« AnteriorContinuar »
The rural day, and talk'd the flowing hour,
Or figh'd, and look'd unutterable things.
So pafs'd their life, a clear united ftream,
By care unruffled: till, in evil hour,
The tempeft caught them on the tender walk,
Heedlefs how far, and where its mazes ftray'd,
While, with each other bleft, creative love
Still bade eternal Eden fmile around.
Heavy with inftant fate her bofom heav'd
Unwonted fighs; and ftealing oft a look
Tow'rds the big gloom, on CELADON her eye
Fell tearful, wetting her disordered cheek.
In vain affuring love, and confidence
In HEAVEN, reprefs'd her fear; it grew and shook
Her frame near diffolution. He perceiv'd
Th' unequal conflict, and as angels look
On dying faints, his eyes compaffion fhed,
With love illumin'd high. "Fear not," he said,
"Sweet innocence! thou ftranger to offence,
"And inward ftorm! HE, who yon fkies involves
"In frowns of darkness, ever smiles on thee
"With kind regard. O'er thee the secret shaft
"That wastes at midnight, or th' undreaded hour
"Of noon, flies harmless; and that very voice,
"Which thunders terror thro' the guilty heart,
"With tongues of feraphs whispers peace to thine.
""Tis fafety to be near thee fure, and thus
"To clasp perfection!" From his void embrace,
(Myfterious Heaven !) that moment, to the ground,
A blacken'd corse, was ftruck the beauteous maid.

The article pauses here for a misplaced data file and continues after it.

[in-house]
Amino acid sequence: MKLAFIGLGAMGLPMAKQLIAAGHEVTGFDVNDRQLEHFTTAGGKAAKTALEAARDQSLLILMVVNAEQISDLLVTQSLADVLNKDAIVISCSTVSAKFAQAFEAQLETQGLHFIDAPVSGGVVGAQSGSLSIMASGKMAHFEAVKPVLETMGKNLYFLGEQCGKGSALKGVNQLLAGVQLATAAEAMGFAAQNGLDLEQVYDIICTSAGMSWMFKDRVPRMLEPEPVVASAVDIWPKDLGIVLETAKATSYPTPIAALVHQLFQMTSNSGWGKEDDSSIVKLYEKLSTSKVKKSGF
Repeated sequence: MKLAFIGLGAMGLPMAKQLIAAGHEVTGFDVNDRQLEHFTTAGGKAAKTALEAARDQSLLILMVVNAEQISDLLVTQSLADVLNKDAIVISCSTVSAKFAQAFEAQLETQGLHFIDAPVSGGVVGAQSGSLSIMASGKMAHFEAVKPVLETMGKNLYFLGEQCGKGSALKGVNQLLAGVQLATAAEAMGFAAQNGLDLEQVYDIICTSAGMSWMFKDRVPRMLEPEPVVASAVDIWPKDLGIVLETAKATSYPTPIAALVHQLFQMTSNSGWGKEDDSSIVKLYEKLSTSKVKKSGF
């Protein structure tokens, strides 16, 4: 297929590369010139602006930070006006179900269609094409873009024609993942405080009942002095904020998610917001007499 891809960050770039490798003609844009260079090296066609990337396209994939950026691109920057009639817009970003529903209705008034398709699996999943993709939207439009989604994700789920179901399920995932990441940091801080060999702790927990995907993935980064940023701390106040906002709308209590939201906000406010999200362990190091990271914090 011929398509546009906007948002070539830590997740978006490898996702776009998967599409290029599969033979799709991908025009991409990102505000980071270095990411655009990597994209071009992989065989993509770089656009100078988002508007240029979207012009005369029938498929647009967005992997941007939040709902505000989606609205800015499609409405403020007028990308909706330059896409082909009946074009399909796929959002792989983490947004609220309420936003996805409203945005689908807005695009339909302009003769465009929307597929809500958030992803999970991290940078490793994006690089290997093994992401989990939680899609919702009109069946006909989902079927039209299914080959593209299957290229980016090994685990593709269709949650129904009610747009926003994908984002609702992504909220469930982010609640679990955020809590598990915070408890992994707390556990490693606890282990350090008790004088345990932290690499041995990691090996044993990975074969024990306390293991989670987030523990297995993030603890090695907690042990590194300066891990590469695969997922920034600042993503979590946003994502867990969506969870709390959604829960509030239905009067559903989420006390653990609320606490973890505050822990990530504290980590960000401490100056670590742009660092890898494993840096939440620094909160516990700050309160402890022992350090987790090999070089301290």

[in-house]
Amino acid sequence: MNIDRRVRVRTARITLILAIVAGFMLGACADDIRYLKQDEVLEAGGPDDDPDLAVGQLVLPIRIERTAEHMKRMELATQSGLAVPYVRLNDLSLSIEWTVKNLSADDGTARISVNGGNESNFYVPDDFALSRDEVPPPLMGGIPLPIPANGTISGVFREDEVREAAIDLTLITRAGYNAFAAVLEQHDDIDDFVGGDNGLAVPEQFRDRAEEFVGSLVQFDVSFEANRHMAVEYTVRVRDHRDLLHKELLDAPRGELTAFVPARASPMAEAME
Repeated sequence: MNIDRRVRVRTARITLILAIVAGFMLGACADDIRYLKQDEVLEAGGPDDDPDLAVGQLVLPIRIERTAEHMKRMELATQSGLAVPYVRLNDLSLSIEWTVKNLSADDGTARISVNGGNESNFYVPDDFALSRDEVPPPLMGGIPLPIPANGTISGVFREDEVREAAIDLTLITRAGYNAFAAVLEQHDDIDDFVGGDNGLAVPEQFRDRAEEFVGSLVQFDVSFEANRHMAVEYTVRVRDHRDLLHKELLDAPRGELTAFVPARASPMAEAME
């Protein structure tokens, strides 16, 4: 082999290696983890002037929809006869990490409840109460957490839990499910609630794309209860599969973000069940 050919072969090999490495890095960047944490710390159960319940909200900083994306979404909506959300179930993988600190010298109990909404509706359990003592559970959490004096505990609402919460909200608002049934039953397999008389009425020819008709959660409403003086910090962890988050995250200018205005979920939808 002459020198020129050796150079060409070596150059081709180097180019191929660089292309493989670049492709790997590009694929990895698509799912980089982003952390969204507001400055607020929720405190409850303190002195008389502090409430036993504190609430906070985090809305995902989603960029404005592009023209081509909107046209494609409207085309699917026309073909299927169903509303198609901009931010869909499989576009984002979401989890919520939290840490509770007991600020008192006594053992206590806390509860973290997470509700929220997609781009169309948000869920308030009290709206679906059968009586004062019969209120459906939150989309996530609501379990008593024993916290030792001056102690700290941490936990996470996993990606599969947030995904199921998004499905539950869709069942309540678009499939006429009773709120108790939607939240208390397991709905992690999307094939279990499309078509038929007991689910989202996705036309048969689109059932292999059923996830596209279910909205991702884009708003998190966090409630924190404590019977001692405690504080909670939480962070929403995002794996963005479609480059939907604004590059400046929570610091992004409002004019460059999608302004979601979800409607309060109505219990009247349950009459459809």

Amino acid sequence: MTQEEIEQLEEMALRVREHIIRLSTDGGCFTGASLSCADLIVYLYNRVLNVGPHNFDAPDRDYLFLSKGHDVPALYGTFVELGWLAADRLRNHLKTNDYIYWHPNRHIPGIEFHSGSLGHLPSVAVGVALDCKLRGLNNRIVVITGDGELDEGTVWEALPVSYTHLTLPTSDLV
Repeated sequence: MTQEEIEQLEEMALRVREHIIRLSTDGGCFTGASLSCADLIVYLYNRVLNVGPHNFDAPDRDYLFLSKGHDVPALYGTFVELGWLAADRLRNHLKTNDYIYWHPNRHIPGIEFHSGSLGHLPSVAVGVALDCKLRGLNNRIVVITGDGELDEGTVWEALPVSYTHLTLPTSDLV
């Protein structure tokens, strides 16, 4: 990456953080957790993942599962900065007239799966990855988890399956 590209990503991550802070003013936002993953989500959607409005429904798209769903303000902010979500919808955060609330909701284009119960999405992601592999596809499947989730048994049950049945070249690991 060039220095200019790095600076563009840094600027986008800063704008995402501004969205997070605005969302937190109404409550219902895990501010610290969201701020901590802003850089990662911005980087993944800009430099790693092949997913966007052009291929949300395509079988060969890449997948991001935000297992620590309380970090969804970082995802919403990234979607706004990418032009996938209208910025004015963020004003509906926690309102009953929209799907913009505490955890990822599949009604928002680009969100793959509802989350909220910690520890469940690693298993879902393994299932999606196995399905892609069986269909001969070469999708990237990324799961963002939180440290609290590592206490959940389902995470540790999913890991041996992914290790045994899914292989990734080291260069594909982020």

But who can paint the lover as he stood,
Pierc'd by fevere amazement, hating life,
Speechlefs, and fix'd in all the death of wo!
So, faint refemblance! on the marble tomb,
The well-diffembled mourner stooping stands,
For ever filent, and for ever fad.
OON as young reason dawn'd in Junio's breaft,
His father fent him from thefe genial ifles,
To where old Thames with confcious pride furveys
Green Eton, foft abode of every Mufe.
Each claffic beauty he foon made his own;
And foon fam'd Ifis faw him woo the Nine,
On her infpiring banks. Love tun'd his fong;
For fair Theana was his only theme,
Acafto's daughter, whom in early youth,
He oft diftinguifh'd; and for whom he oft
Had climb'd the bending cocoa's airy height,
To rob it of its nectar; which the maid,
When he prefented, more nectareous deem'd.
The sweetest fappadillas oft he brought;
From him more sweet ripe fappadillas feem'd.
Nor had long abfence yet effac'd her form;
Her charms ftill triumph'd o'er Britannia's fair.
One morn he met her in Sheen's royal walks ;
Nor knew, till then, fweet Sheen contain'd his all.
His tafte mature approv'd his infant choice.
In colour, form, expreffion, and in grace,
She fhone all-perfect; while each pleafing art,
And each foft virtue that the fex adorns,
Adorn'd the woman. My imperfect ftrain
Can ill defcribe the tranfports Junio felt
At this difcovery: he declar'd his love;
She own'd his merit, nor refus'd his hand.
And shall not Hymen light his brightest torch,
For this delighted pair? Ah, Junio knew,
His fire detefted his Theana's house!-
Thus duty, reverence, gratitude, conspir'd
To check their happy union. He resolv❜d
(And many a figh that refolution coft)
To pass the time, till death his fire remov'd,
In vifiting old Europe's letter'd climes :
While she (and many a tear that parting drew)
Embark'd, reluctant, for her native ifle.
Tho' learned, curious, and tho' nobly bent
With each rare talent to adorn his mind,
His native land to ferve; no joys he found,
Yet sprightly Gaul; yet Belgium, Saturn's reign;